[转帖]new corpora modelled on LOB and FLOB

tiger

高级会员
#1
We are nearing completion of a corpus of printed texts produced in 1931 (+/- 3 years), and have begun compiling a similar corpus of texts produced in 1901 (+/- 3 years).
Both corpora are modelled on the LOB and FLOB corpora of British English, sampling 1961 and 1991 respectively.
We expect to release the 1931 corpus next year, after clearing copyright permissions.
http://www.comp.lancs.ac.uk/ucrel/projects.html#prelob

Geoff Leech, Nick Smith, Paul Rayson
Lancaster University.
 

xujiajin

管理员
Staff member
#2
回复: [转帖]new corpora modelled on LOB and FLOB

Yes. Earlier this year Paul Rayson told me about the prelob corpus when we met at CASS. He said they had finished collecting the data. I think this is an interesting design especially for dichronic studies when we've got data across 90 years.

I prefer to call this corpus BOB or BLOB, standing for Before LOB.

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Leverhulme Corpus Project
Investigator: Geoffrey Leech Research Associate: Nick Smith (half-time)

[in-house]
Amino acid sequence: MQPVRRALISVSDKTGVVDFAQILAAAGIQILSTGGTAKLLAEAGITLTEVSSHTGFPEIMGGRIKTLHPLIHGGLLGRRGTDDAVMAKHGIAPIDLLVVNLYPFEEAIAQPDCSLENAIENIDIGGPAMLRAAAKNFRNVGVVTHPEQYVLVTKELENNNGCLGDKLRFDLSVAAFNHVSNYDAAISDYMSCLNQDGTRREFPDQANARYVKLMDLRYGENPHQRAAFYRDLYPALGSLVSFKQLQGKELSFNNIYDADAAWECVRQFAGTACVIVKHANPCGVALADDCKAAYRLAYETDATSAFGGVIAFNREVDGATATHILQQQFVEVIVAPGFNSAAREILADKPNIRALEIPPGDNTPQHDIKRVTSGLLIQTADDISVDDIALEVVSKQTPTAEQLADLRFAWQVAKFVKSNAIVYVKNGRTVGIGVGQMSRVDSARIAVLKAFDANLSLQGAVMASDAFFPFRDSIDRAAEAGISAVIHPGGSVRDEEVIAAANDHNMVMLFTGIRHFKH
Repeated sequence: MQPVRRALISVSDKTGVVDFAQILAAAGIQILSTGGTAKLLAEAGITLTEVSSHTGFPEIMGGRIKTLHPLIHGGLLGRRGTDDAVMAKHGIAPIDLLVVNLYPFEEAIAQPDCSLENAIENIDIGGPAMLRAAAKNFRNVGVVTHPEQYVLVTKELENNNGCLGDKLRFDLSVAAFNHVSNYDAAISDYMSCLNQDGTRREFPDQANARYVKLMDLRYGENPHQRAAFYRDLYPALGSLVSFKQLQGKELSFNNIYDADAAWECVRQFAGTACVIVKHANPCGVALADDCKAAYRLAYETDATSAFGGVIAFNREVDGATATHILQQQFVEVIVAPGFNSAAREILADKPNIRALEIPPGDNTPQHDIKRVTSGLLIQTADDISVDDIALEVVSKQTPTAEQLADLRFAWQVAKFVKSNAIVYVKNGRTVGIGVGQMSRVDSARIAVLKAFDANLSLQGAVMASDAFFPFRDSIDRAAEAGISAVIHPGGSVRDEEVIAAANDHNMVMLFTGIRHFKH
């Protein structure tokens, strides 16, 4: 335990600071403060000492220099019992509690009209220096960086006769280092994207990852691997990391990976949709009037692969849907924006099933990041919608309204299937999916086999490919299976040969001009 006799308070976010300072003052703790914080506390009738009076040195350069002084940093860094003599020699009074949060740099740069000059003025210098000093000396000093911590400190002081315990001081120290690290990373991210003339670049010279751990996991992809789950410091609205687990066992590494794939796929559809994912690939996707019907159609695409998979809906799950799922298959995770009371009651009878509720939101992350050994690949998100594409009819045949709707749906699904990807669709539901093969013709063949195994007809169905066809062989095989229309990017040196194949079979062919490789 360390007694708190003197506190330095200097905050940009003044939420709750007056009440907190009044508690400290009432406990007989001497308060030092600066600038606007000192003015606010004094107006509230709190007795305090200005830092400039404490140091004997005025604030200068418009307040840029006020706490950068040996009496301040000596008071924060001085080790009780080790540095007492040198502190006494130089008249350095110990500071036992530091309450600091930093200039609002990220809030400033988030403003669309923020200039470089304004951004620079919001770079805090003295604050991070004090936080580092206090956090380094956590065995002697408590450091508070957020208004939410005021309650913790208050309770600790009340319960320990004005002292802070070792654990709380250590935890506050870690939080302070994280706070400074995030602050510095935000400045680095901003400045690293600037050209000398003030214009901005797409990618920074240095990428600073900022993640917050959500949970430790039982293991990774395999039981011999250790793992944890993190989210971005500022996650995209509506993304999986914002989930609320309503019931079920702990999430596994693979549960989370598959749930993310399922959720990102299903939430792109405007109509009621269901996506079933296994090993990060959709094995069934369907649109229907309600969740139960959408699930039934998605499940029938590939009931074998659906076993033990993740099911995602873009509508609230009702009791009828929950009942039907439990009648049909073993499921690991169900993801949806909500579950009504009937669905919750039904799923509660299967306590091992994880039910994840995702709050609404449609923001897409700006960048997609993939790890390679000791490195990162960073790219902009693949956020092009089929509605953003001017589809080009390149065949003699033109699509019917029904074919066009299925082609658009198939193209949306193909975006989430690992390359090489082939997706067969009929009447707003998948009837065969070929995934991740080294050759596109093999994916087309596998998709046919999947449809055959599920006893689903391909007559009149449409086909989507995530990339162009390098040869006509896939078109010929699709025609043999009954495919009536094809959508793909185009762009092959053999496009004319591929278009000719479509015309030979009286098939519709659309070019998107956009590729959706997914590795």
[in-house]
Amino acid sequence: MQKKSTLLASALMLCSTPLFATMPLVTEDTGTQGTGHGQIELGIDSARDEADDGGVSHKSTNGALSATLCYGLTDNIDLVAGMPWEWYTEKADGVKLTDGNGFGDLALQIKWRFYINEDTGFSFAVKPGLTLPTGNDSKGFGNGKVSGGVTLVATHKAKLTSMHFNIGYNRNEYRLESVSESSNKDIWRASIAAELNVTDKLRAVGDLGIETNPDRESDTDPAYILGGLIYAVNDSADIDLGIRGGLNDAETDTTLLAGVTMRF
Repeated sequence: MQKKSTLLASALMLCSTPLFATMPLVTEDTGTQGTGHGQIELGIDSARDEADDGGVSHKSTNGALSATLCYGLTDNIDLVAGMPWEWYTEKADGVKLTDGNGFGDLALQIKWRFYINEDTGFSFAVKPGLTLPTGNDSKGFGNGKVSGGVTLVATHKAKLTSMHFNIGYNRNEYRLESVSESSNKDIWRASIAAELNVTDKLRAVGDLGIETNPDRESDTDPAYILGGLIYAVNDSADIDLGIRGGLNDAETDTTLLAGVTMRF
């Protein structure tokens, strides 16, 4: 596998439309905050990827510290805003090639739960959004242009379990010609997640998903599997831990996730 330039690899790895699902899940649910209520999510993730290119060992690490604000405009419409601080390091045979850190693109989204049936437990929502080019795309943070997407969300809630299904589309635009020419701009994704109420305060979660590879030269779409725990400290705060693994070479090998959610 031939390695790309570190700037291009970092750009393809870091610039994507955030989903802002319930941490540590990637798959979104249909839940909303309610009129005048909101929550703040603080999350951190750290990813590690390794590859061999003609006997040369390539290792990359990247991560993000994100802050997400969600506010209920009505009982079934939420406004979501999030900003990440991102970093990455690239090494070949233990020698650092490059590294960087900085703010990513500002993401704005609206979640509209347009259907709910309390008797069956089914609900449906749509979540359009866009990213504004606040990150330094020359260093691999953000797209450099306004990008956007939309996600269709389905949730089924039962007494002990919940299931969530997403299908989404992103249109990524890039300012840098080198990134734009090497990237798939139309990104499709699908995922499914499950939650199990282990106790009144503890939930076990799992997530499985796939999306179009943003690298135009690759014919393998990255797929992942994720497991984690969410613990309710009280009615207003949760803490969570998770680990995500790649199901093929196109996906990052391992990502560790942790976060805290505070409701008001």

This project is supported by the Leverhulme Trust under its Emeritus Fellowship Scheme. The research projects runs for 15 months from October 2003. The plan is to build a corpus which matches as closely as possible the LOB and FLOB corpora of written British English, except that the year of data collection is 1931, or near to that date (+/- 3 years). The immediate purpose of building this corpus is to make it possible to compare these three temporally equidistant corpora (1931, 1961, 1991): "Pre-LOB", LOB, and FLOB. This will enable us to track grammatical change through a period of 60 years of the 20th century. In previous projects on recent grammatical change in English funded by the AHRB and the British Academy, we have be able to observe some notable trends through the differences between corpora of the 1960s and the 1990s, such as declining frequency of the modal auxiliaries (especially shall, must, ought to and may) and a growing frequency of semi-modals such as have to, need to, and want to. By projecting this comparison back to the beginning of the 1930s, we will be able to confirm that these trends are a continuation of earlier changes. The early decades of the 20th century are virtually unrepresented in corpora of English, and so the planned new corpus will fill an important empirical gap in our historical knowledge of the language. The new corpus under construction is as yet unnamed.
 
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